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What Happy Companies Know

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What Happy Companies Know

How the New Science of Happiness Can Change Your Company for the Better

FT Prentice Hall,

15 min read
10 take-aways
Audio & text

What's inside?

Don't make fear-driven business decisions. Create a happy workplace and reap the rewards.

Editorial Rating



  • Concrete Examples


The concept of ''happiness'' only recently entered mainstream business thought, although wise executives have long understood the importance of having happy employees. Creating a happier workplace makes everyone's job easier and dramatically increases the bottom line. In this blueprint for corporate health, authors Dan Baker, Cathy Greenberg and Collins Hemingway explain why organizations with empowered and motivated workforces can expect to exceed growth expectations. getAbstract strongly recommends this sensible and indispensable guide that's jam-packed with illustrative examples of the best – and worst – business practices in America. Come on – get happy, for fun and profit.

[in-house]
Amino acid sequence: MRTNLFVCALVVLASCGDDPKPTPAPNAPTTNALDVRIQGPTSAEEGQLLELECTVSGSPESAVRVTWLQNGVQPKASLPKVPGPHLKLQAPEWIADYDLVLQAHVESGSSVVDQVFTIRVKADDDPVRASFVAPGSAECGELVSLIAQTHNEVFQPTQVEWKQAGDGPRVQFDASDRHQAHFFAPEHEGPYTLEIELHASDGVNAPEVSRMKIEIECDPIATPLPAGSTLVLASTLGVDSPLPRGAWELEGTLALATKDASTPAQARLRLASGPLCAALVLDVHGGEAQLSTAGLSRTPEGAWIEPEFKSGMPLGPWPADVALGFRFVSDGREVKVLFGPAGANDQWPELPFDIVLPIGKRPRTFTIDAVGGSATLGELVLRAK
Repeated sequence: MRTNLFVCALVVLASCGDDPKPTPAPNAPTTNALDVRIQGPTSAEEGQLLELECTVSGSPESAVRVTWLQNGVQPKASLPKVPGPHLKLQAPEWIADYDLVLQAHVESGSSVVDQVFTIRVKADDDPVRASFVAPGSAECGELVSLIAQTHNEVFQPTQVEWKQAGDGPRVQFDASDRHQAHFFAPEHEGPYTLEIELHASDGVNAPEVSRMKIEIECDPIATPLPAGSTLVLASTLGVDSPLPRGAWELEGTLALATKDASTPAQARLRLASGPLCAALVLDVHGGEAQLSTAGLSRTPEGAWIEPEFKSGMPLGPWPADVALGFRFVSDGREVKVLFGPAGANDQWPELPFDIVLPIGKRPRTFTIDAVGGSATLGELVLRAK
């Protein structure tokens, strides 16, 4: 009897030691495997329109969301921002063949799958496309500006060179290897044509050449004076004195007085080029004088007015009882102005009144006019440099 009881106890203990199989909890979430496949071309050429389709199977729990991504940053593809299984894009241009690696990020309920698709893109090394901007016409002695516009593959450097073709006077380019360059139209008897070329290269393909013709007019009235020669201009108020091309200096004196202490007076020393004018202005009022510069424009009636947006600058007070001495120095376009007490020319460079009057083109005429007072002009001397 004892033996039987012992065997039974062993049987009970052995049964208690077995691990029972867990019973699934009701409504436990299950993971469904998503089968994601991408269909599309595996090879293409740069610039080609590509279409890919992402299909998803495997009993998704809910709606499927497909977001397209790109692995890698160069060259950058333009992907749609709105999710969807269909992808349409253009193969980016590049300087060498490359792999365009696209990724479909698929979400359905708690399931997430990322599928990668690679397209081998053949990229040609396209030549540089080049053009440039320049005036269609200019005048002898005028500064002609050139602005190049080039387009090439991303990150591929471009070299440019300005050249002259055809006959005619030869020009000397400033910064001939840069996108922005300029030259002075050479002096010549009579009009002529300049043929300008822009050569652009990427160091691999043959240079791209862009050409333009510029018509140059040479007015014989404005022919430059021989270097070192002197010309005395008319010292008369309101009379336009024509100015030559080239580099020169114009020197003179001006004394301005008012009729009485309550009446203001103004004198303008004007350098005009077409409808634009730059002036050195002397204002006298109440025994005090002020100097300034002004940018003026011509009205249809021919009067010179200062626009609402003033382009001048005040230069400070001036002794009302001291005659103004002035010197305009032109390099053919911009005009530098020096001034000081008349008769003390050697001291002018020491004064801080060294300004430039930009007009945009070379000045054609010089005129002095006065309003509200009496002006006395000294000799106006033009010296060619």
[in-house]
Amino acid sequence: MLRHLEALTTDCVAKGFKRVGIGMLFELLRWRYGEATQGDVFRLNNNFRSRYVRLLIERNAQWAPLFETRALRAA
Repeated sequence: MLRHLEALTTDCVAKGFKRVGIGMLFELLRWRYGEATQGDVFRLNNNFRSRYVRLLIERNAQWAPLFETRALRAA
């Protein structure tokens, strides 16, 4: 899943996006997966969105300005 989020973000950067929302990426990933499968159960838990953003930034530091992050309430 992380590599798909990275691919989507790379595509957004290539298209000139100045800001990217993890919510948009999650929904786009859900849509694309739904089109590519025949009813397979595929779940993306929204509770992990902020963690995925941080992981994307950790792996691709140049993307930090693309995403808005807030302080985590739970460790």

Corporate Illness

You're at the end of your fiscal reporting period and your predictions have fallen short. Rather than take a beating on Wall Street and heat from your board, you cook up a scheme with your sales department head and CFO to offer discounts to large accounts. Miraculously, you reach your numbers. Two years later, your seemingly harmless "trick" has evolved into the deleterious practice of offering larger discounts and fudging accounts. Now the board is investigating. Hopefully, you'll just get fired. Beats jail. You try to blame your co-conspirators.

Though fraud can indicate corporate unhappiness, absenteeism and turnover are more common signs. Companies waste thousands of dollars dealing with bullying and other dysfunctions instead of recognizing that they have a people problem. They reanalyze and reorganize, hoping to come up with a new answer when the solution is in front of them.

What Happy Companies Look Like

"HAPIE" is an acronym that describes five characteristics of happy companies:

  • "Humble" top managers who inspire and innovate.
  • "Adaptive" employees who are content and enthusiastic.
  • "<...

About the Authors

Dan Baker, Ph.D., a psychologist, is a leader in the life coaching and management field. He wrote What Happy People Know: How the New Science of Happiness Can Change Your Life for the Better. Cathy L. Greenberg, Ph.D., is a leadership expert and organizational development consultant. Collins Hemingway, MA, is a business writer and co-author with Bill Gates of Business @ the Speed of Thought.

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